Although the current study adopted a specially-designed vitality questionnaire to evaluate the effect of herbal therapy, the absence of a control group leaves open the possibility that its positive findings are attributable to the placebo effect of herbal therapy. Also, the vitality questionnaire needs to be further studied for its reliability. In this respect, the low power of the current study in detecting the intervention effect should be taken into account. Herbal therapy is becoming an increasingly-popular treatment method, and it is possible that its effect on the quality of life of some patients was exaggerated because they placed high confidence in its effectiveness. Although the possibility of a placebo effect cannot be entirely ruled out, the immunological results of the current study,11 its broad sample source, its low dropout rate, and its good compliance rate may not limit the generalizability of the findings.
The study design had two limitations. It was originally designed as a double-blind placebo-control cross-over study, but it proved very difficult to persuade participants at risk from a life-threatening disease to observe the conditions of the study. The use of a placebo was a particular stumbling block. As nearly all the participants were afraid of a recurrence of cancer, 97% of them breached the terms of the study by taking their own herbal supplements, and over half (60%) were found to be taking 2 or more types of health supplement at the same time. The scale of this subversive behavior became apparent 4 months after the commencement of the study. We decided that the best and most practical course of action was to convert the study into a self-control comparative study without placebo, to ensure that the participants would comply with the study protocol. After we modified the study design, 97% of the participants promised to stop taking their own herbal supplements during a 1-month washout period and restart the 6-month clinical trial. Although such an open-label outcome study is obviously of lower research value by modern medicine standards and is not a substitute for the double-blind placebo methodology, it fulfilled an important role in defining the variables in the clinical use of Chinese medicine. Another limitation is the lack of information on the menstruation status of participants which might be important adjusted factors in exploring the relationship between the herbal effect and the quality of life among breast cancer patients receiving Tamoxifen. It should be taken into consideration in any future studies.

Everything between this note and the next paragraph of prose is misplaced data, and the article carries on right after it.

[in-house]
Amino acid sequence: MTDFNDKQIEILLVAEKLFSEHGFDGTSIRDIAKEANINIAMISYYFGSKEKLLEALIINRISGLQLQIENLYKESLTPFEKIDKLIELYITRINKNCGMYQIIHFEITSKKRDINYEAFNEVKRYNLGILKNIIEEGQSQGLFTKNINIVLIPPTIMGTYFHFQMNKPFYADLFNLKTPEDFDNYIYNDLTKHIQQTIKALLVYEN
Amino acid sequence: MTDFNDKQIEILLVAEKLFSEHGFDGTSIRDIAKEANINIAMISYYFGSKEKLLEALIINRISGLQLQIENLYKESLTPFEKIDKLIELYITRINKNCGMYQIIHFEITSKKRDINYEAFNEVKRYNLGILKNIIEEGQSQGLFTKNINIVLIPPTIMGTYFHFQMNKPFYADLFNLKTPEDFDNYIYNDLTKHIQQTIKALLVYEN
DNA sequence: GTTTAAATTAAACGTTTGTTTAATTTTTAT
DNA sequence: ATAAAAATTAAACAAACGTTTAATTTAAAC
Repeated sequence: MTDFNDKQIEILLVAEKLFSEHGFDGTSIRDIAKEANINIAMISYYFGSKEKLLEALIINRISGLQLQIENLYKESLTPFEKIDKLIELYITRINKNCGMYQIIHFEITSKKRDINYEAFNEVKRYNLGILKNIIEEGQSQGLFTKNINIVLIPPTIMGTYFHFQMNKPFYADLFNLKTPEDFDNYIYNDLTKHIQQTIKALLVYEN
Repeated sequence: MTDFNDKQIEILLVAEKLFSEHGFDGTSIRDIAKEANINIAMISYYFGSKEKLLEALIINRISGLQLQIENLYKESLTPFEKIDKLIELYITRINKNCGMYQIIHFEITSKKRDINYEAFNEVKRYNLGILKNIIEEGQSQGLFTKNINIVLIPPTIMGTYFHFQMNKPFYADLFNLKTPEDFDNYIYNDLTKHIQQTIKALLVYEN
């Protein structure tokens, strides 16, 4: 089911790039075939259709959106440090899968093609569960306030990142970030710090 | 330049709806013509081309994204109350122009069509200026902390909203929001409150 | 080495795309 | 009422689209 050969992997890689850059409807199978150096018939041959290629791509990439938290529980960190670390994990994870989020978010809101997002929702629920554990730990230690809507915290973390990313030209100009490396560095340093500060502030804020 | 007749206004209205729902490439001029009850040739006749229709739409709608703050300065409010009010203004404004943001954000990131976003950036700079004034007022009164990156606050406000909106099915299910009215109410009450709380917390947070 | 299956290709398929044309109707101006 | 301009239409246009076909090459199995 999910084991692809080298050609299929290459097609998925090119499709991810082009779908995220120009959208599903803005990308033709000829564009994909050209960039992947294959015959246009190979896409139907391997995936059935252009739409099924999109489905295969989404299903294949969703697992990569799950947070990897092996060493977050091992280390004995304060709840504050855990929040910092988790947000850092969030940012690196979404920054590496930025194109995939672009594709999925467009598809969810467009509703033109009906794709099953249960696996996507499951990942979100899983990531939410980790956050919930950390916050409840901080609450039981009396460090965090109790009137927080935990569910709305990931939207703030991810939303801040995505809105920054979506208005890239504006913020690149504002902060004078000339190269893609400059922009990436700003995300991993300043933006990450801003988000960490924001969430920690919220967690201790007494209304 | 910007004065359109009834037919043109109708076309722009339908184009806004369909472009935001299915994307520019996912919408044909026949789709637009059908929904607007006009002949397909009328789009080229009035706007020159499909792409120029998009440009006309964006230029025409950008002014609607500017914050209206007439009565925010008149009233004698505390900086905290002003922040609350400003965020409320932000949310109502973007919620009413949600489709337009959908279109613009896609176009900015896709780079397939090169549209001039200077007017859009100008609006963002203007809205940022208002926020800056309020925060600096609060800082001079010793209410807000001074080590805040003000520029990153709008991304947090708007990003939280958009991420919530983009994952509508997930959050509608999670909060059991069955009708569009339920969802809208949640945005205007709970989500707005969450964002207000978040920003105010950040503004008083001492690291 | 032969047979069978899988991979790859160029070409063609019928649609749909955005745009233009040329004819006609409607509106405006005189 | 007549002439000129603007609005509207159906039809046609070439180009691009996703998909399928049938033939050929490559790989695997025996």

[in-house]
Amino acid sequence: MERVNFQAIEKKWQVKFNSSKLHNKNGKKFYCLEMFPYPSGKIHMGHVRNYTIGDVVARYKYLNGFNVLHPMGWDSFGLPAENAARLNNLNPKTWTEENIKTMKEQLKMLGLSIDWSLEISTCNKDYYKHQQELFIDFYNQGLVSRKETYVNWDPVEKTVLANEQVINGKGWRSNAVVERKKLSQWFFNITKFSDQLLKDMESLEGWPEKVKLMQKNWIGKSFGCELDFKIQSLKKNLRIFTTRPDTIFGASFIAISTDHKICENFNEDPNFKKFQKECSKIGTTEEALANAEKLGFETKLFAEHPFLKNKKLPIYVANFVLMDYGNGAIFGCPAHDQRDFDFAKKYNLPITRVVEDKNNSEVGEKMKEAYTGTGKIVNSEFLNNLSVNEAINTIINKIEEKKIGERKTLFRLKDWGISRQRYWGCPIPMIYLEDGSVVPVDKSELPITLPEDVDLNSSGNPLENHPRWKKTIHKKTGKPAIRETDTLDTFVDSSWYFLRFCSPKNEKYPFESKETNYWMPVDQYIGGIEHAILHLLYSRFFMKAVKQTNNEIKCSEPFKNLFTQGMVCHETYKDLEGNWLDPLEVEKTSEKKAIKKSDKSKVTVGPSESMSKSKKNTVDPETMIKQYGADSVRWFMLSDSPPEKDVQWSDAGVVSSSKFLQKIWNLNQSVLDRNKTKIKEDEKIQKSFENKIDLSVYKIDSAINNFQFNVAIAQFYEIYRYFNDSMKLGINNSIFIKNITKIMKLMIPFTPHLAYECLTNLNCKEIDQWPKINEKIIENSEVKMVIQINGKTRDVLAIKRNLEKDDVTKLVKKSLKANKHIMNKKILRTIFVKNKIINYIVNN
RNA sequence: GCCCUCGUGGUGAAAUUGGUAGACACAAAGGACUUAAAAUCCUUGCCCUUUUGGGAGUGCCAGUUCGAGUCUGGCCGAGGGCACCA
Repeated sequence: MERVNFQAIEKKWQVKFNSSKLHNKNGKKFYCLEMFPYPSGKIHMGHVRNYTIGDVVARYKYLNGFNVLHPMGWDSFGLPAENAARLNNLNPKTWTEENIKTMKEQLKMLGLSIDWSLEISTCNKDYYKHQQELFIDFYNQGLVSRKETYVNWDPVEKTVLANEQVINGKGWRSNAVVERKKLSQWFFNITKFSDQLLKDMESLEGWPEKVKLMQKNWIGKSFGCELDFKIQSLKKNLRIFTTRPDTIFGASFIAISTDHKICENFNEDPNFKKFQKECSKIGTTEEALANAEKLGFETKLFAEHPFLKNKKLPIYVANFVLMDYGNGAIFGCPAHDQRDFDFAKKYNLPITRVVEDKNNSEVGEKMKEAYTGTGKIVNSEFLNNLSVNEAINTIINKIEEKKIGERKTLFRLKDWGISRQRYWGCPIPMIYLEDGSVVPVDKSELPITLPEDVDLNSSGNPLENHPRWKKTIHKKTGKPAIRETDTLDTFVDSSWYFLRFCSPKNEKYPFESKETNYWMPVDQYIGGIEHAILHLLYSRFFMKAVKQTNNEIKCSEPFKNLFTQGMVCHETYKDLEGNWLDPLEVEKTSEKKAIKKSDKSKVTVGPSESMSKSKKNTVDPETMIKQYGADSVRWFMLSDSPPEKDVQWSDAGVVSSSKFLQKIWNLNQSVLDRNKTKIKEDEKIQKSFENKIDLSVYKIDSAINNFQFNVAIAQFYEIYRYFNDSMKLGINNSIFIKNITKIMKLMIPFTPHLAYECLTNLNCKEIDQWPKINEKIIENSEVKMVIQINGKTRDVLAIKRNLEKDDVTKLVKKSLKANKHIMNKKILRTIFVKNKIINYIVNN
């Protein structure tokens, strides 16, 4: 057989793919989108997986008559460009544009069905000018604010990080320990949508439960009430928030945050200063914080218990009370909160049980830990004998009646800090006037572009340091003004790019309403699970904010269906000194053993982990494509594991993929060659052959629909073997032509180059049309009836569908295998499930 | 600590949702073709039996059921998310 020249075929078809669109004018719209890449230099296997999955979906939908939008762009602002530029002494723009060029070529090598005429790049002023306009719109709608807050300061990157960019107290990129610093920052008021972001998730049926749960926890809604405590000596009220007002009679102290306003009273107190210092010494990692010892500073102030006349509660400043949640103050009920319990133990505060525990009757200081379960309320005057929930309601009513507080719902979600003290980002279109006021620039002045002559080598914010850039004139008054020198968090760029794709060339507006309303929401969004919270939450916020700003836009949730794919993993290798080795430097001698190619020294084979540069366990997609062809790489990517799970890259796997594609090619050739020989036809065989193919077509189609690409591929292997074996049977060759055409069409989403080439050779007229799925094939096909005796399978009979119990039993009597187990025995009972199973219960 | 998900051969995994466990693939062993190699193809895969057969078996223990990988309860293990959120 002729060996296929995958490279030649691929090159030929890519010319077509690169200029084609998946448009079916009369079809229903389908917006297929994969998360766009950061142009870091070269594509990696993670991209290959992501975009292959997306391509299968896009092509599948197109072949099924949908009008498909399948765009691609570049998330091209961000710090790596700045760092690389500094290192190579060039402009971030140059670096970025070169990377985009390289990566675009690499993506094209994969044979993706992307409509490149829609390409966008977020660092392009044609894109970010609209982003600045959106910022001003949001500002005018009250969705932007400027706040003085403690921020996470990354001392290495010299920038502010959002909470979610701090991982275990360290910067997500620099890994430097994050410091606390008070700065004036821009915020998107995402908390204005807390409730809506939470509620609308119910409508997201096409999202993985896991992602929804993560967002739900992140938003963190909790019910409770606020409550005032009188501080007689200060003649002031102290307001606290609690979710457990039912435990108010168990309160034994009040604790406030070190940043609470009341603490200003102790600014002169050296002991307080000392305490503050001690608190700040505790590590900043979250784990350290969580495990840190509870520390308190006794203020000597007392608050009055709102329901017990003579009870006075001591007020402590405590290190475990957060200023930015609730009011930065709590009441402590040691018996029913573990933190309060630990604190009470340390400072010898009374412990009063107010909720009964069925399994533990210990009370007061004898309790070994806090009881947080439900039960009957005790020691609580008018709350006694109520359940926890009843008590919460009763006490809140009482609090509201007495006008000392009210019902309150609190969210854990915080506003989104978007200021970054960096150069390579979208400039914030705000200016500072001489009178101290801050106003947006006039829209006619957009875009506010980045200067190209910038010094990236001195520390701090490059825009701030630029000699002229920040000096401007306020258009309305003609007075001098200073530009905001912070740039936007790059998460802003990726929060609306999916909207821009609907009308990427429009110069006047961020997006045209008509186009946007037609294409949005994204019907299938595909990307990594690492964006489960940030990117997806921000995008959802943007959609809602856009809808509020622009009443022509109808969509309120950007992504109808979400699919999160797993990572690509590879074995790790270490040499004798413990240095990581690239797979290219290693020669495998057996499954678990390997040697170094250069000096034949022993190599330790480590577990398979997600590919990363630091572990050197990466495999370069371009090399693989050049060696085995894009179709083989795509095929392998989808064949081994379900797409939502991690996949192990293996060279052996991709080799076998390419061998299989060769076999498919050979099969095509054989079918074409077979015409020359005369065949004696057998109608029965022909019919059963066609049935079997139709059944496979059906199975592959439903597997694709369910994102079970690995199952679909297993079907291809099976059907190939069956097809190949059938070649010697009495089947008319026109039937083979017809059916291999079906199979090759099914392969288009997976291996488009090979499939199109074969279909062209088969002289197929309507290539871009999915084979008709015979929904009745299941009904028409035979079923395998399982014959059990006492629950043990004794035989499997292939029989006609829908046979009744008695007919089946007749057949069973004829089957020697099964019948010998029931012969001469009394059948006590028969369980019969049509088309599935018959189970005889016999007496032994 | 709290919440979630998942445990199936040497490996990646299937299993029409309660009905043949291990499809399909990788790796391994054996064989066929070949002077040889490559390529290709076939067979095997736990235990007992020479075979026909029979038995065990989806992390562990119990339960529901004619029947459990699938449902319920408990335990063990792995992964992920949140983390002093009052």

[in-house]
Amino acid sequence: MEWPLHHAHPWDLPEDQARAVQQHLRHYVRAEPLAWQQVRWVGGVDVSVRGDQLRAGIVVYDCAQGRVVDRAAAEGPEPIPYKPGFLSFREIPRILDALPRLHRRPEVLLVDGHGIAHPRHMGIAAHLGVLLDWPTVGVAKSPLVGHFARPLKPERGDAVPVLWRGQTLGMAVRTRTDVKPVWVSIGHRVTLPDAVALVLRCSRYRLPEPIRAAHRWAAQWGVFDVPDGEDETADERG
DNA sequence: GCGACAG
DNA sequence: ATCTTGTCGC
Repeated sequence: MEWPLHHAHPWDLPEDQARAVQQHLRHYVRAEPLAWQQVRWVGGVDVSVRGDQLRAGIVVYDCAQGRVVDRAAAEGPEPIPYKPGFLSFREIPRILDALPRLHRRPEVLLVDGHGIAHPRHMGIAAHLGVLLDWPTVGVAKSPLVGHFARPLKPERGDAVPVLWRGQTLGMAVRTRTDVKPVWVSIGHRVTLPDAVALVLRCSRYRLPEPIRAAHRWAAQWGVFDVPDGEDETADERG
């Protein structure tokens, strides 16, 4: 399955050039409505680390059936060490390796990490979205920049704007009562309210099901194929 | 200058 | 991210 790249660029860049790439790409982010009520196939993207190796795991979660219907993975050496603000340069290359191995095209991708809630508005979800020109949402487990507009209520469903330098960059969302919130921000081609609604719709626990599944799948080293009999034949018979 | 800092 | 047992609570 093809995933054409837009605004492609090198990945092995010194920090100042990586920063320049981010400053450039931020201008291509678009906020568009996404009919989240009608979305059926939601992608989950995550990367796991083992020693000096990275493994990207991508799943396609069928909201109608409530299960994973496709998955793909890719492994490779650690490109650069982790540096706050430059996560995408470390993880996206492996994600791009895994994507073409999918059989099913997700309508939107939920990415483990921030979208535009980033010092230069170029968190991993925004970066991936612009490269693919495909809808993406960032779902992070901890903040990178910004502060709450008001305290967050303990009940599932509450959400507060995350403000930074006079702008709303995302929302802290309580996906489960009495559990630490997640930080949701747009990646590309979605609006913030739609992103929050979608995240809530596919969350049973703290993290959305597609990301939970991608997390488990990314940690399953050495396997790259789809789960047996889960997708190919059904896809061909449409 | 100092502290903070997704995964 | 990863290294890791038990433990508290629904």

Psychological distress and poor quality of life is a serious problem that significantly affects the morbidity of breast cancer patients. Herbal therapy seems to offer a useful complementary treatment that can enhance the health outcome of this group of patients. This study, using self-control design, is the first step to explore the efficacy of herbal therapy on quality of life in breast cancer patients. Results from the outcome studies could provide evidence for efficacy and might be used to design more future comprehensive studies.
We thank Dr MCM Chan, Department of Surgery, Kwong Wah Hospital; Dr BKB Law, Department of Surgery, Prince of Wales Hospital; Dr WMM Yeo, Department of Clinical Oncology, the Chinese University of Hong Kong; and Dr PSY Cheung, Breast Surgery Associates, Hong Kong; for the recruitment of cancer patients for this study. This study was supported by the Innovation and Technology Fund, Hong Kong.
All investigators contributed to the study design. CK Wong and WKC Lam provided the laboratory support and analysis. LYE Wong and PC Leung provided the results analysis. The manuscript was prepared by LYE Wong and vetted by other investigators.
All the investigators have no conflict interest.